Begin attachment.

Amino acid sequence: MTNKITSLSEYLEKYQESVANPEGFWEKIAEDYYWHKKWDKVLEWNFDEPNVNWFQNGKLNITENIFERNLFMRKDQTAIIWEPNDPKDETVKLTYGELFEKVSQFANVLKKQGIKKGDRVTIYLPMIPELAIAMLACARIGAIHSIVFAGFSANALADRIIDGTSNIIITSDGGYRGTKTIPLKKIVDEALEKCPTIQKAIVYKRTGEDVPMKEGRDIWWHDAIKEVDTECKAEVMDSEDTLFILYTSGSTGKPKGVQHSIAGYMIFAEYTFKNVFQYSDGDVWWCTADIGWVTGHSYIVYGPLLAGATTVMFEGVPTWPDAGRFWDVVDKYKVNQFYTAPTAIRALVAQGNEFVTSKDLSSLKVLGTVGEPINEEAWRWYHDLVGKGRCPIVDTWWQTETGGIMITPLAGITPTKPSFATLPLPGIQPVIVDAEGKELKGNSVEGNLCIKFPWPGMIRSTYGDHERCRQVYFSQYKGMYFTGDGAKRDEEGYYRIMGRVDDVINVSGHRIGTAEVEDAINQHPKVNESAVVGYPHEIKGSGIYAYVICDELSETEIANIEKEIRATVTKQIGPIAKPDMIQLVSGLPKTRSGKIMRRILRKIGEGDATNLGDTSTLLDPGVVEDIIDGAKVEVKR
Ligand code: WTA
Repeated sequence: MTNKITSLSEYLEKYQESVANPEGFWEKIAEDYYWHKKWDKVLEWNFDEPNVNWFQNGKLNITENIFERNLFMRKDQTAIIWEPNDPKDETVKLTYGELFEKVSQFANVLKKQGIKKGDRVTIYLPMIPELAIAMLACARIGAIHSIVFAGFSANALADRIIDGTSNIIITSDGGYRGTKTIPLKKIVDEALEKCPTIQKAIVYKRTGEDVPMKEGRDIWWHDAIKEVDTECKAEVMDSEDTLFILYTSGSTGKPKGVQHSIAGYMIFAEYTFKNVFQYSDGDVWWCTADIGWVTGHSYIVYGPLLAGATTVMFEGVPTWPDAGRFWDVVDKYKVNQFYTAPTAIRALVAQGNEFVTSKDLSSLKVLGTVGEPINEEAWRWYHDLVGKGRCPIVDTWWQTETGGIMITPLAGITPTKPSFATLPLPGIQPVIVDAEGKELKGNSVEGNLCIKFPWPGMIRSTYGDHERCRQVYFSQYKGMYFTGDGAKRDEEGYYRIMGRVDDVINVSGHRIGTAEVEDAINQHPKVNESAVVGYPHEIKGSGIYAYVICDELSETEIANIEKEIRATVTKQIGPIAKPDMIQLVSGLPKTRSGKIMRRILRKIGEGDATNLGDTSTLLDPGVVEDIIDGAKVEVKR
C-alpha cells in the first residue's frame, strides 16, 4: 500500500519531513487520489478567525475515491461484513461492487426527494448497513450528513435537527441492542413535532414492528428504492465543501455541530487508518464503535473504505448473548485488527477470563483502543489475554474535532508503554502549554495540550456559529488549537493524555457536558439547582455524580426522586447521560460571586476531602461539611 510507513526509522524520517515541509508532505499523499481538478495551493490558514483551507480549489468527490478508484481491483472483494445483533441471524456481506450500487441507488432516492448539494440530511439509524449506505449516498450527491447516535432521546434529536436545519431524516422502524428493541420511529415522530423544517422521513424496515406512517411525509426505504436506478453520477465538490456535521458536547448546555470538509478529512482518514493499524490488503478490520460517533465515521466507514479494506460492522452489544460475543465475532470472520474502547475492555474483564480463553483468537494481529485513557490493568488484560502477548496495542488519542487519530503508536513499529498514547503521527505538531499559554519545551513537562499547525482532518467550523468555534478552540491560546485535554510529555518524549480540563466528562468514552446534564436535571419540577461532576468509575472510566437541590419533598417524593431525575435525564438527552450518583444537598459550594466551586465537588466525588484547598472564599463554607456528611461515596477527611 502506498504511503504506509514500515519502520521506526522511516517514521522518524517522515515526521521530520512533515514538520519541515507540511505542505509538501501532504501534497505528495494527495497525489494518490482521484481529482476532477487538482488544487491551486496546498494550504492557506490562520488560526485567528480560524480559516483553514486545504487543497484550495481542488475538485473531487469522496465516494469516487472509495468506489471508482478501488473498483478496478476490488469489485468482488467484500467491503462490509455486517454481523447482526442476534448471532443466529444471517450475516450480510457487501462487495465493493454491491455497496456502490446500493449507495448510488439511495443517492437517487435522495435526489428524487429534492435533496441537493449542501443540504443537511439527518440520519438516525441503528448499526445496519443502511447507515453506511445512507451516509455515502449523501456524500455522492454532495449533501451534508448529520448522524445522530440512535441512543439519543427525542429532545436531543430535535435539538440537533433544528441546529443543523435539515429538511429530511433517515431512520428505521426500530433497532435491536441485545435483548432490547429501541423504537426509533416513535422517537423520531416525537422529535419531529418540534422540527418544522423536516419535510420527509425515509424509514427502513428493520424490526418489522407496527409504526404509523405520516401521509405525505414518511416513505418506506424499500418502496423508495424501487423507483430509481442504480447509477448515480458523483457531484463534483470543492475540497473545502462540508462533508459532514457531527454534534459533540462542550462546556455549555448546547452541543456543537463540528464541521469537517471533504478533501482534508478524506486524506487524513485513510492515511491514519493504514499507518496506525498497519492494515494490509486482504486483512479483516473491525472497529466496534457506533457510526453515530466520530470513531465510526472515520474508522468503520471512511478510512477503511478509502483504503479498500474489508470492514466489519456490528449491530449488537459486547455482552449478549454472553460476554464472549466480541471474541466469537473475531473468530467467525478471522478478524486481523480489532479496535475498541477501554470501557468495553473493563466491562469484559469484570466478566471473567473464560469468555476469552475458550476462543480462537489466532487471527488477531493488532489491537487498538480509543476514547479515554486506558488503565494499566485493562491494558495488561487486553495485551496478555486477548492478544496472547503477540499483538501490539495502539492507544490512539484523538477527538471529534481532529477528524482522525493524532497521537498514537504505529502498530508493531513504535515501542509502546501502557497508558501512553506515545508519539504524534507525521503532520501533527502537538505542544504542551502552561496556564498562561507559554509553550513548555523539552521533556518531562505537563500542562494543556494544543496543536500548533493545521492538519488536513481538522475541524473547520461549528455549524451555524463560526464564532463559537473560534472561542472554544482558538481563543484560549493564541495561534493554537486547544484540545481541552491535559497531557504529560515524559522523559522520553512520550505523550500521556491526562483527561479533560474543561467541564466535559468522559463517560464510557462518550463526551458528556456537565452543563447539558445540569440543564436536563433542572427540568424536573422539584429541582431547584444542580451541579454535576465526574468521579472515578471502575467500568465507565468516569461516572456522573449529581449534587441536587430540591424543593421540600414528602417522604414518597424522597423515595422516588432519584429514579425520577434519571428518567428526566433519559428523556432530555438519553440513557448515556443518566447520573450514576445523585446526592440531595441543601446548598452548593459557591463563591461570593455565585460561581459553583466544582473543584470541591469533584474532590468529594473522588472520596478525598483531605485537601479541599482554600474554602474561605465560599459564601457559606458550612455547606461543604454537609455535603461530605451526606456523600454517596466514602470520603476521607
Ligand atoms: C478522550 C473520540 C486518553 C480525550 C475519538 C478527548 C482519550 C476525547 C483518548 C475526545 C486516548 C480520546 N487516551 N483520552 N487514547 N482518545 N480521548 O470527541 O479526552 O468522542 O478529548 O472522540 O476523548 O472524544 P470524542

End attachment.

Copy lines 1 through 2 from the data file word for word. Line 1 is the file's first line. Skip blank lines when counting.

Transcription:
Amino acid sequence: MTNKITSLSEYLEKYQESVANPEGFWEKIAEDYYWHKKWDKVLEWNFDEPNVNWFQNGKLNITENIFERNLFMRKDQTAIIWEPNDPKDETVKLTYGELFEKVSQFANVLKKQGIKKGDRVTIYLPMIPELAIAMLACARIGAIHSIVFAGFSANALADRIIDGTSNIIITSDGGYRGTKTIPLKKIVDEALEKCPTIQKAIVYKRTGEDVPMKEGRDIWWHDAIKEVDTECKAEVMDSEDTLFILYTSGSTGKPKGVQHSIAGYMIFAEYTFKNVFQYSDGDVWWCTADIGWVTGHSYIVYGPLLAGATTVMFEGVPTWPDAGRFWDVVDKYKVNQFYTAPTAIRALVAQGNEFVTSKDLSSLKVLGTVGEPINEEAWRWYHDLVGKGRCPIVDTWWQTETGGIMITPLAGITPTKPSFATLPLPGIQPVIVDAEGKELKGNSVEGNLCIKFPWPGMIRSTYGDHERCRQVYFSQYKGMYFTGDGAKRDEEGYYRIMGRVDDVINVSGHRIGTAEVEDAINQHPKVNESAVVGYPHEIKGSGIYAYVICDELSETEIANIEKEIRATVTKQIGPIAKPDMIQLVSGLPKTRSGKIMRRILRKIGEGDATNLGDTSTLLDPGVVEDIIDGAKVEVKR
Ligand code: WTA